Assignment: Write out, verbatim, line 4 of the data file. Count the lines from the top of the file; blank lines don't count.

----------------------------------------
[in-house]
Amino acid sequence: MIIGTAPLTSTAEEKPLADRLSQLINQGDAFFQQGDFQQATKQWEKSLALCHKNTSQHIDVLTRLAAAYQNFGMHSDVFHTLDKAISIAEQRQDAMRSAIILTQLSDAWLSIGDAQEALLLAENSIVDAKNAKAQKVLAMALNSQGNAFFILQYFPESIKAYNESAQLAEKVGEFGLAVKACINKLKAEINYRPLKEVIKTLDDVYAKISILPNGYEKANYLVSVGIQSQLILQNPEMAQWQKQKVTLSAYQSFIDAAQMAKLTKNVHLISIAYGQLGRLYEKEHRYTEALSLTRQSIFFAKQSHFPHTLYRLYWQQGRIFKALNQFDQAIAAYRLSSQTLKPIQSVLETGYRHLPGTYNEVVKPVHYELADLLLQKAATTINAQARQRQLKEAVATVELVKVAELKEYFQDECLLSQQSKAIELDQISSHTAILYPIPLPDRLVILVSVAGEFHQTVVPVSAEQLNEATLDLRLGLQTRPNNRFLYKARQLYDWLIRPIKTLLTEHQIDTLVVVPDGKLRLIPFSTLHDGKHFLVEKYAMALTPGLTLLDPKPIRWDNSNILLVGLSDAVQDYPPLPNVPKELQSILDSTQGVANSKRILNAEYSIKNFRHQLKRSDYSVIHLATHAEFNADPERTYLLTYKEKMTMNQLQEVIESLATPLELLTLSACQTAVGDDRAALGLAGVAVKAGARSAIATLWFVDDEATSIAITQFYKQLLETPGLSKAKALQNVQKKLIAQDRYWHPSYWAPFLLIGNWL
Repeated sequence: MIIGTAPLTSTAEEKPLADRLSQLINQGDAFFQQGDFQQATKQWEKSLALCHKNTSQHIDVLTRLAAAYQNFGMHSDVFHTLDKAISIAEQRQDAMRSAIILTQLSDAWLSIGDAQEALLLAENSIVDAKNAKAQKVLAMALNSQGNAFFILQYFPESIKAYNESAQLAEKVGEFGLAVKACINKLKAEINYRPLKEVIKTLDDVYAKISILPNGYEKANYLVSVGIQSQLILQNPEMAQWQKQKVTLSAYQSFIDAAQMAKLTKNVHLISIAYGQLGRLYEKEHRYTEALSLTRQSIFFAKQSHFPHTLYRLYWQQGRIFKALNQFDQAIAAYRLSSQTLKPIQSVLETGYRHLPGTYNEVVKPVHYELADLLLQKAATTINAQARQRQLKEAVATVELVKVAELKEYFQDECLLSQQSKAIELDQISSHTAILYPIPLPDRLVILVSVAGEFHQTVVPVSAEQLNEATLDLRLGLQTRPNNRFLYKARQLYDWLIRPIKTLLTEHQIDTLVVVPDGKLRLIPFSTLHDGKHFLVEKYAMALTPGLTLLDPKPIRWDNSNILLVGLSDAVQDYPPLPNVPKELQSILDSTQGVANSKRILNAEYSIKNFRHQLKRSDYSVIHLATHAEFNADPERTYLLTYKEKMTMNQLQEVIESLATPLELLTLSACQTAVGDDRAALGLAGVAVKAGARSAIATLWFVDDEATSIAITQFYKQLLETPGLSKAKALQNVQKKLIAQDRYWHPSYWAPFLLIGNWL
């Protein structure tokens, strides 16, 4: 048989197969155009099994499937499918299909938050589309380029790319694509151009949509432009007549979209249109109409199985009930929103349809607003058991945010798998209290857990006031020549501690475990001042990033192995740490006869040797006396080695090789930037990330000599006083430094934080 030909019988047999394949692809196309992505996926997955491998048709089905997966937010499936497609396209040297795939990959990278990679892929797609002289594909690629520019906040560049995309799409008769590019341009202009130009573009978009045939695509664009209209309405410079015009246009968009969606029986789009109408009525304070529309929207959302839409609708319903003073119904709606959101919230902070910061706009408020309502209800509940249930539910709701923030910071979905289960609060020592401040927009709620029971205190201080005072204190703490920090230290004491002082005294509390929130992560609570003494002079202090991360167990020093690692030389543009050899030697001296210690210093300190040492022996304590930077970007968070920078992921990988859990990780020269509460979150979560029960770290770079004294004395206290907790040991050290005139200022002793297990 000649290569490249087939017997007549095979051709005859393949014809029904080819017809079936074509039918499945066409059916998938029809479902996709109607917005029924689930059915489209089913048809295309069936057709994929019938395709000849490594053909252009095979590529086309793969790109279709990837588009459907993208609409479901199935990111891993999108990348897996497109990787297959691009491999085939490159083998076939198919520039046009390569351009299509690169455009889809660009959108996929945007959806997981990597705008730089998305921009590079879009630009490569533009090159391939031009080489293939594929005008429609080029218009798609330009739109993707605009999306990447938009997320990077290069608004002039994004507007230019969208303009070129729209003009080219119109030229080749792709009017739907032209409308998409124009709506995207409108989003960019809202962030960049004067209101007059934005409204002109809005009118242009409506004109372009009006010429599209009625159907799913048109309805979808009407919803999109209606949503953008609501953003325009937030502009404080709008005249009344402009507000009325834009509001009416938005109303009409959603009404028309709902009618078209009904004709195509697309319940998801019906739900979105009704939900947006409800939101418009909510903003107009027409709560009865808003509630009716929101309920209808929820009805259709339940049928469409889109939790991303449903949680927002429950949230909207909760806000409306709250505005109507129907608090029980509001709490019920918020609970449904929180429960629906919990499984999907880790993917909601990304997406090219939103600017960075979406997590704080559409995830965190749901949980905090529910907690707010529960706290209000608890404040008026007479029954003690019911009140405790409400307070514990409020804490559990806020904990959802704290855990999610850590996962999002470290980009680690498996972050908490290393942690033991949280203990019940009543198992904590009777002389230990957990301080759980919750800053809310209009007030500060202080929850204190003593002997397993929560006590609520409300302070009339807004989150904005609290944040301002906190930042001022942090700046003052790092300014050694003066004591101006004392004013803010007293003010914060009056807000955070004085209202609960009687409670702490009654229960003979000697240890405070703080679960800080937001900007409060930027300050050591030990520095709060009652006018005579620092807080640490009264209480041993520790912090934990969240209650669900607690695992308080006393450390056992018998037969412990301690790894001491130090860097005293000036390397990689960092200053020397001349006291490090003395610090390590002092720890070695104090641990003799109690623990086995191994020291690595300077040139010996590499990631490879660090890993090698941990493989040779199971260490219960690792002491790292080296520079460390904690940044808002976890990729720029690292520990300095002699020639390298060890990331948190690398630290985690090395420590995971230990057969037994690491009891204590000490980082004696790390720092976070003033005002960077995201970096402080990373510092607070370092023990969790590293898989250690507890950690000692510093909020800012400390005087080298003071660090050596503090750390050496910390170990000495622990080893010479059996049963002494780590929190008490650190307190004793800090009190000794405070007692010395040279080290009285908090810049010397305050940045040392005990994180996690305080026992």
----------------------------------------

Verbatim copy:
């Protein structure tokens, strides 16, 4: 048989197969155009099994499937499918299909938050589309380029790319694509151009949509432009007549979209249109109409199985009930929103349809607003058991945010798998209290857990006031020549501690475990001042990033192995740490006869040797006396080695090789930037990330000599006083430094934080 030909019988047999394949692809196309992505996926997955491998048709089905997966937010499936497609396209040297795939990959990278990679892929797609002289594909690629520019906040560049995309799409008769590019341009202009130009573009978009045939695509664009209209309405410079015009246009968009969606029986789009109408009525304070529309929207959302839409609708319903003073119904709606959101919230902070910061706009408020309502209800509940249930539910709701923030910071979905289960609060020592401040927009709620029971205190201080005072204190703490920090230290004491002082005294509390929130992560609570003494002079202090991360167990020093690692030389543009050899030697001296210690210093300190040492022996304590930077970007968070920078992921990988859990990780020269509460979150979560029960770290770079004294004395206290907790040991050290005139200022002793297990 000649290569490249087939017997007549095979051709005859393949014809029904080819017809079936074509039918499945066409059916998938029809479902996709109607917005029924689930059915489209089913048809295309069936057709994929019938395709000849490594053909252009095979590529086309793969790109279709990837588009459907993208609409479901199935990111891993999108990348897996497109990787297959691009491999085939490159083998076939198919520039046009390569351009299509690169455009889809660009959108996929945007959806997981990597705008730089998305921009590079879009630009490569533009090159391939031009080489293939594929005008429609080029218009798609330009739109993707605009999306990447938009997320990077290069608004002039994004507007230019969208303009070129729209003009080219119109030229080749792709009017739907032209409308998409124009709506995207409108989003960019809202962030960049004067209101007059934005409204002109809005009118242009409506004109372009009006010429599209009625159907799913048109309805979808009407919803999109209606949503953008609501953003325009937030502009404080709008005249009344402009507000009325834009509001009416938005109303009409959603009404028309709902009618078209009904004709195509697309319940998801019906739900979105009704939900947006409800939101418009909510903003107009027409709560009865808003509630009716929101309920209808929820009805259709339940049928469409889109939790991303449903949680927002429950949230909207909760806000409306709250505005109507129907608090029980509001709490019920918020609970449904929180429960629906919990499984999907880790993917909601990304997406090219939103600017960075979406997590704080559409995830965190749901949980905090529910907690707010529960706290209000608890404040008026007479029954003690019911009140405790409400307070514990409020804490559990806020904990959802704290855990999610850590996962999002470290980009680690498996972050908490290393942690033991949280203990019940009543198992904590009777002389230990957990301080759980919750800053809310209009007030500060202080929850204190003593002997397993929560006590609520409300302070009339807004989150904005609290944040301002906190930042001022942090700046003052790092300014050694003066004591101006004392004013803010007293003010914060009056807000955070004085209202609960009687409670702490009654229960003979000697240890405070703080679960800080937001900007409060930027300050050591030990520095709060009652006018005579620092807080640490009264209480041993520790912090934990969240209650669900607690695992308080006393450390056992018998037969412990301690790894001491130090860097005293000036390397990689960092200053020397001349006291490090003395610090390590002092720890070695104090641990003799109690623990086995191994020291690595300077040139010996590499990631490879660090890993090698941990493989040779199971260490219960690792002491790292080296520079460390904690940044808002976890990729720029690292520990300095002699020639390298060890990331948190690398630290985690090395420590995971230990057969037994690491009891204590000490980082004696790390720092976070003033005002960077995201970096402080990373510092607070370092023990969790590293898989250690507890950690000692510093909020800012400390005087080298003071660090050596503090750390050496910390170990000495622990080893010479059996049963002494780590929190008490650190307190004793800090009190000794405070007692010395040279080290009285908090810049010397305050940045040392005990994180996690305080026992």